The greatest value in appearing in the CFP (at least as it relates to multimedia sponsorships) is in the long-term, residual impact. “Partners are about affiliation,” said John Brody (chief revenue officer, Learfield), and “affiliation and association are more valuable if you are on the winning side.”

The annual growth rate on properties that win consistently (like Alabama and Georgia) tends to be between 5-7%. “Coming after a championship, [a school is] going to be able to sustain that [growth rate] for a pretty good period of time,” Stultz said, thanks to increased sponsor demand.

It is logical to wonder if Alabama’s extended run of success limits its short-term growth opportunity. But Brody said that it doesn’t. “Brands (and fans) love to support a winner, perennial or first timer. The opportunity for a brand to have access to leverage the IP of a school that has been crowned a champion in any sport is of tremendous value. A long term culture of winning allows for a brand’s connection to excellence….that, like winning, never goes out of style.”

Teams that play for college football championships tend to see a short-term rise in licensing revenue, too. “You’re selling more merchandise,” Stultz said. “So, your bookstore sales, online sales, the royalties you get from the college licensing company, etc… all go up.”

That should not come as a surprise. “People like to associate with and wear gear associated with winning,” Brody added. Participating in the CFP and winning a championship also provides opportunities to create new marks and logos that can be leveraged in the marketplace (T-shirts, hats and fleeces are the top-selling products). According to CLC, retail sales for CFP national championship/champions merchandise for participating institutions averages $15 million in any given year. It’s not clear how much of an increase that is over a non-championship year, since revenue percentages vary school by school.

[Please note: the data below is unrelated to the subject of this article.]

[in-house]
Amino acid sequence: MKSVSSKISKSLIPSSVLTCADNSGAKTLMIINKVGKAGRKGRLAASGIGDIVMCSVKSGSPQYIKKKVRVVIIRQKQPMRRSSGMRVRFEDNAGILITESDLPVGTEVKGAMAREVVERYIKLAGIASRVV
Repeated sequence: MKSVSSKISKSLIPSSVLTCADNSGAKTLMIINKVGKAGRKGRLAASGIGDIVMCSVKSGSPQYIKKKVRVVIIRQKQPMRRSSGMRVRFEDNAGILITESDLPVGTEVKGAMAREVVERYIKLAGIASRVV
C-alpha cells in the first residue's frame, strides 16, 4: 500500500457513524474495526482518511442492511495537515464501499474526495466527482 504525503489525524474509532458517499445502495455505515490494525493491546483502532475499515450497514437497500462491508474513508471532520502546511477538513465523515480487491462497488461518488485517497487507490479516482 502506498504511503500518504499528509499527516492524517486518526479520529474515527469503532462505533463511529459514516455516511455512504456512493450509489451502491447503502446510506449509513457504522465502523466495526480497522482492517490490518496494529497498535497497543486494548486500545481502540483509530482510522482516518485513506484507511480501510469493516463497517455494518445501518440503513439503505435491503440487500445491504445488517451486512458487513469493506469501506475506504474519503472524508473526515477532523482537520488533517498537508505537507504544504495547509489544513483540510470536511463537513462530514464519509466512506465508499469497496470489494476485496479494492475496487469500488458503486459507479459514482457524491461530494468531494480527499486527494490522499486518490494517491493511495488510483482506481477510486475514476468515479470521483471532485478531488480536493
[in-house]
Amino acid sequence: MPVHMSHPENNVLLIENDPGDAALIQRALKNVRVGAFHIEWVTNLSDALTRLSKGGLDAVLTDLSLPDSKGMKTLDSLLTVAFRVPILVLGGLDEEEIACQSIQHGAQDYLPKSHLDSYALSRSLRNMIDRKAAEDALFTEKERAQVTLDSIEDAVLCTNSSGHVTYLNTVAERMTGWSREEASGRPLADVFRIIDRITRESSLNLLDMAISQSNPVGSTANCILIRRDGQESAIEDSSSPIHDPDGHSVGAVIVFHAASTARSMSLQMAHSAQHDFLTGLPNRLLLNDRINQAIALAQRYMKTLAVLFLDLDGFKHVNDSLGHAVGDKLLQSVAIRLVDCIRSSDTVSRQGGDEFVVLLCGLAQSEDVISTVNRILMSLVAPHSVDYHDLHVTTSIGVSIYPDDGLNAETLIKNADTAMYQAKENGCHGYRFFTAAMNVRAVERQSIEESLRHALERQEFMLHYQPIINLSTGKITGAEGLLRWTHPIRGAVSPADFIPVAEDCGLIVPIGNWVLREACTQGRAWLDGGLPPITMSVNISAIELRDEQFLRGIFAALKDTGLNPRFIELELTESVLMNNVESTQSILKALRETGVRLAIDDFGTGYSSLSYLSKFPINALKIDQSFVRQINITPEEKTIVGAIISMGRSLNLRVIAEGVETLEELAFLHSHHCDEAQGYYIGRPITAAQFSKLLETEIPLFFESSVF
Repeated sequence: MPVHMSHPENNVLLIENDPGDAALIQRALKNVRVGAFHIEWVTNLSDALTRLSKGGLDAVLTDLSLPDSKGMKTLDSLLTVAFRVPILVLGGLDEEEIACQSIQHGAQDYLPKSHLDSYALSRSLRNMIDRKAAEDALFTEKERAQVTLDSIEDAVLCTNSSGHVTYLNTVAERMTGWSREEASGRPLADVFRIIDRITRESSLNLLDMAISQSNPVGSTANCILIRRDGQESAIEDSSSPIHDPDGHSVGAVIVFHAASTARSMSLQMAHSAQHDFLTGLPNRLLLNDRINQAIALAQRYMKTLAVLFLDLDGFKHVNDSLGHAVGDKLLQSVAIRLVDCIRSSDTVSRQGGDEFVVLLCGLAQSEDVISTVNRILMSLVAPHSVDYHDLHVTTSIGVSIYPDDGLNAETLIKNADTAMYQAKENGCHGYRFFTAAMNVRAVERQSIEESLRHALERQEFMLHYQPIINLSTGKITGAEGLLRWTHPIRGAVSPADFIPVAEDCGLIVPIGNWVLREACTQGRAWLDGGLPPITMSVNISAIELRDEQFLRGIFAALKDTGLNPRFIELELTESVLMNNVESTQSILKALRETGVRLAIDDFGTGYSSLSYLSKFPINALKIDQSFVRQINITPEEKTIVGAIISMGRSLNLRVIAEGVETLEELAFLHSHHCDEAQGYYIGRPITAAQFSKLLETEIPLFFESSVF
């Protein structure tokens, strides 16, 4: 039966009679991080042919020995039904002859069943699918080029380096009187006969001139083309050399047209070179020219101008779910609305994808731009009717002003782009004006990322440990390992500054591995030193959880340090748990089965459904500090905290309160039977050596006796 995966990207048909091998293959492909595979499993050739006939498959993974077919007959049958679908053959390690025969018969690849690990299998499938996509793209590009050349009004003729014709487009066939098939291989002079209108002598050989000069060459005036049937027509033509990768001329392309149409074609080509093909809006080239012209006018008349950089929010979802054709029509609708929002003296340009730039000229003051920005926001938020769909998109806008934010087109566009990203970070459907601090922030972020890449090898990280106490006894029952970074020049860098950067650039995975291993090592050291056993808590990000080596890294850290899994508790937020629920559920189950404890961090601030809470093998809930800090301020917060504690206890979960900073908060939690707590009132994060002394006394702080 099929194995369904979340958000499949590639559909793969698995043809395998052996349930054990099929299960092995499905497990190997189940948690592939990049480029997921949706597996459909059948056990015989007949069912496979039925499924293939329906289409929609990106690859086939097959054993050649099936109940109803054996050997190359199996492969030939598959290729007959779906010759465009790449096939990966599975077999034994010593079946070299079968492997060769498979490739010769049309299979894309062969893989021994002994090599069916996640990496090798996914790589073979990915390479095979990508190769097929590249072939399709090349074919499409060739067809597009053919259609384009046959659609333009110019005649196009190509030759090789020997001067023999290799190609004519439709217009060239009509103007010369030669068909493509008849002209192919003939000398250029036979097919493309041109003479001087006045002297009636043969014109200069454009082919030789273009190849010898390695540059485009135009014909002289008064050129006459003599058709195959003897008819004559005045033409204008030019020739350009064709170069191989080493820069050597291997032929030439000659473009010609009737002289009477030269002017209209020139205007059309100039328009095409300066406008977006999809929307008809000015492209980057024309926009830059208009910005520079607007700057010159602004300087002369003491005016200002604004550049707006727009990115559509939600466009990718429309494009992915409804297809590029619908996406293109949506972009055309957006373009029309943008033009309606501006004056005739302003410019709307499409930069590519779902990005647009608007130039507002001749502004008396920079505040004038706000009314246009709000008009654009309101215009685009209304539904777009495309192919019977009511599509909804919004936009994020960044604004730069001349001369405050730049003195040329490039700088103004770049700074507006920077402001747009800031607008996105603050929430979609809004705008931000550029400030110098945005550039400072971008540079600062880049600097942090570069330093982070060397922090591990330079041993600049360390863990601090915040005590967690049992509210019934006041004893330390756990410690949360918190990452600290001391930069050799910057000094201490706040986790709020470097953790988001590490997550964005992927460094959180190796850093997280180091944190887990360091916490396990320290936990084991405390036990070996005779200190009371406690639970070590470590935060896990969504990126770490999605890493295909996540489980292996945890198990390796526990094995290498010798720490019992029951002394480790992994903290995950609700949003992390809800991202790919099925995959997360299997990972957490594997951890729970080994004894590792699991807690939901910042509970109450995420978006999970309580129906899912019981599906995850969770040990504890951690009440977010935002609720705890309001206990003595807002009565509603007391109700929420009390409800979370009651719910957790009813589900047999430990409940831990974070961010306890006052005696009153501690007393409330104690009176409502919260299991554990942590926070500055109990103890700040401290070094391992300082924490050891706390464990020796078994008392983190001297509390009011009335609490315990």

Ray DeWeese (CEO, REVELxp) said Alabama and Georgia can expect “a nice spike in additional licensing revenues” for their postseason run. But as with sponsorship sales, the greater opportunity is in “bigger, future projects that [the schools] can create and license because they continue to [enhance] the [value] of their brand” (think Disney’s 2020 movie Safety, which is based on a former Clemson football player).  For reference, CLC (a subsidiary of Learfield) represents both Alabama and the CFP. Georgia is with Fermata Partners.

Despite the additional sponsorship and licensing revenues generated during a title run, it is not certain the teams will net out ahead in the short term. LSU, for example, reported having to pay out $2.36 million in coaching bonuses when it won the 2019 CFP National Championship.

But down the line, a run to the championship game often leads to an increase in attendance-related revenue. “The fans are excited about next season, so season ticket sales [and premium hospitality numbers] go up,” Stultz said. “[And] donations usually follow, because people want to have premium seats, and they want to make sure that they are supporting the program.”